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PREreview of The Impact of the UK COVID-19 Lockdown on the Screening, Diagnostics and Incidence of Breast, Colorectal, Lung and Prostate Cancer in the UK: a Population-Based Cohort Study

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This review reflects comments by Louis Fisher, Helen Curtis, Rose Higgins and Brian MacKenna generated as part of a preprint journal club. Review synthesised by Louis Fisher.


The COVID-19 pandemic led to the postponement of cancer screening programmes and reductions in diagnostic testing. It is possible that this could have resulted in delayed diagnosis of cancer and an increase in avoidable cancer deaths. This study investigates if there were any changes across the UK in the incidence rate of screening, consultations, diagnostic testing and diagnoses of breast, colorectal, lung and prostate cancers during the COVID-19 pandemic period. It uses data from a subset of UK general practices available in CPRD Gold between January 2017 and December 2021. Modelling pre-pandemic data, the authors also provide an estimation of the number of missed cancer diagnoses during the lockdown period.

The authors find that the first UK national lockdown resulted in reductions in screening, diagnostic tests and referrals for the cancers investigated, especially for mammograms, colonoscopies and visits to breast surgeons. This reduction persisted beyond the lockdown period, up until December 2021. The authors estimate that there were 62,000 missed cancer diagnoses in the UK between March 2020 and December 2021.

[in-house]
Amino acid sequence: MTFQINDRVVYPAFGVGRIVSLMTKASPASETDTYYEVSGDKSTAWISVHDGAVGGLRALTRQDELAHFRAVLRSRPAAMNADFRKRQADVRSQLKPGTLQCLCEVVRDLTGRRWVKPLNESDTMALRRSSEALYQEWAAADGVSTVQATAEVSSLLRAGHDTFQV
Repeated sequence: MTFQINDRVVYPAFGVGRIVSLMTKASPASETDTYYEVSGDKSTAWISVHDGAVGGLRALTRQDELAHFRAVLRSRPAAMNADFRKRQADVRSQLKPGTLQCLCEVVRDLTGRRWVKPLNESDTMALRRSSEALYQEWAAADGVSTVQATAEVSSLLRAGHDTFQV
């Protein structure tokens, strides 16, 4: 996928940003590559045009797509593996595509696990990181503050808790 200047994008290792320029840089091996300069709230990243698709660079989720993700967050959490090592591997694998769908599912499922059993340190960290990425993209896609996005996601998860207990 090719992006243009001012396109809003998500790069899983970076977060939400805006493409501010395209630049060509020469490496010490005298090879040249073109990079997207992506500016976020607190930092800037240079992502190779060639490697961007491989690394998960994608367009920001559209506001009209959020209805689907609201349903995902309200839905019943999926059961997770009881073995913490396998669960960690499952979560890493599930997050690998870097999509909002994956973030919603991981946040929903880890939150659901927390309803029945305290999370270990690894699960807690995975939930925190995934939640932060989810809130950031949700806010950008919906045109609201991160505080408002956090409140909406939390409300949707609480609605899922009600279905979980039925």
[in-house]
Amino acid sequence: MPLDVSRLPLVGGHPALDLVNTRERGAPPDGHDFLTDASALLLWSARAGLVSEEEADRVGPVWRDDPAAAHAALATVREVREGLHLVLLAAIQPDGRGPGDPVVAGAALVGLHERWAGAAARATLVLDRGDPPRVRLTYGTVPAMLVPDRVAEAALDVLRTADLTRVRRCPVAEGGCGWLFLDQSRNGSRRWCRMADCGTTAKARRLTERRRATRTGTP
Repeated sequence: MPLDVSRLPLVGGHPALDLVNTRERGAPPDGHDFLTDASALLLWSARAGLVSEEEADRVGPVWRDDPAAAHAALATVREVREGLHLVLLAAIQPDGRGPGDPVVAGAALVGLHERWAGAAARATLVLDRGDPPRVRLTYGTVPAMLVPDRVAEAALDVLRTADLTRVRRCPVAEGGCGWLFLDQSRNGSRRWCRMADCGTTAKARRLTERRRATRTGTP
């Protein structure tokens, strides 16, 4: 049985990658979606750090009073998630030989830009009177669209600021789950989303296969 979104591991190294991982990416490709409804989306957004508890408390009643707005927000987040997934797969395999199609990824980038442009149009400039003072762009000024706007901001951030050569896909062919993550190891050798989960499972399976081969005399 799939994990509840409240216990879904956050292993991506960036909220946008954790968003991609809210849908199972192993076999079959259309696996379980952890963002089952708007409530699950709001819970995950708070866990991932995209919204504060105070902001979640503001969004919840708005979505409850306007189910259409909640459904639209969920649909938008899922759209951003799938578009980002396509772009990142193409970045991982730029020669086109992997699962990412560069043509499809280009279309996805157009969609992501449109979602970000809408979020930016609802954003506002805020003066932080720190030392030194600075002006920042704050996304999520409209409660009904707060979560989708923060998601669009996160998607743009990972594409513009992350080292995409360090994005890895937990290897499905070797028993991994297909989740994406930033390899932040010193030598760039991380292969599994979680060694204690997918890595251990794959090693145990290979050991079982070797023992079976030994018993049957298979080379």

The results are an important indication of the need to manage the backlog in screening/diagnostic services post-pandemic. Below we highlight some points which we feel could make this manuscript stronger.

Major issues

  • CPRD Gold includes all general practices using Vision EHR software, which in the most recent release includes ~5% of all UK general practices 1. The geographic distribution of these practices varies and is ever changing. Given that Vision EHR software is currently only used in 10 practices in England 2 and the data profile referenced is Herrett et al from 2015 3, could the authors comment on the representativeness of the study? This is important to understand given the extrapolation of the predicted missed diagnoses to the entire UK population.

  • In Figure 4, the expected rate of colorectal and lung cancer appear to increase from March 2020. Why is this? This is unexpected given the pre-lockdown rates.

Minor issues

  • We appreciate the availability of the codelists and study code used in this study, but it is not clear how the codelists were developed. Can the authors provide more detail on this to allow for a clearer understanding of the clinical activity intended to be captured by each codelist?

  • The authors highlight that the shift of cancer diagnoses to secondary care in the pandemic could have resulted in reduced/delayed coding in primary care. Do they think recording activity could also have been impacted by temporary suspension of QOF during the pandemic?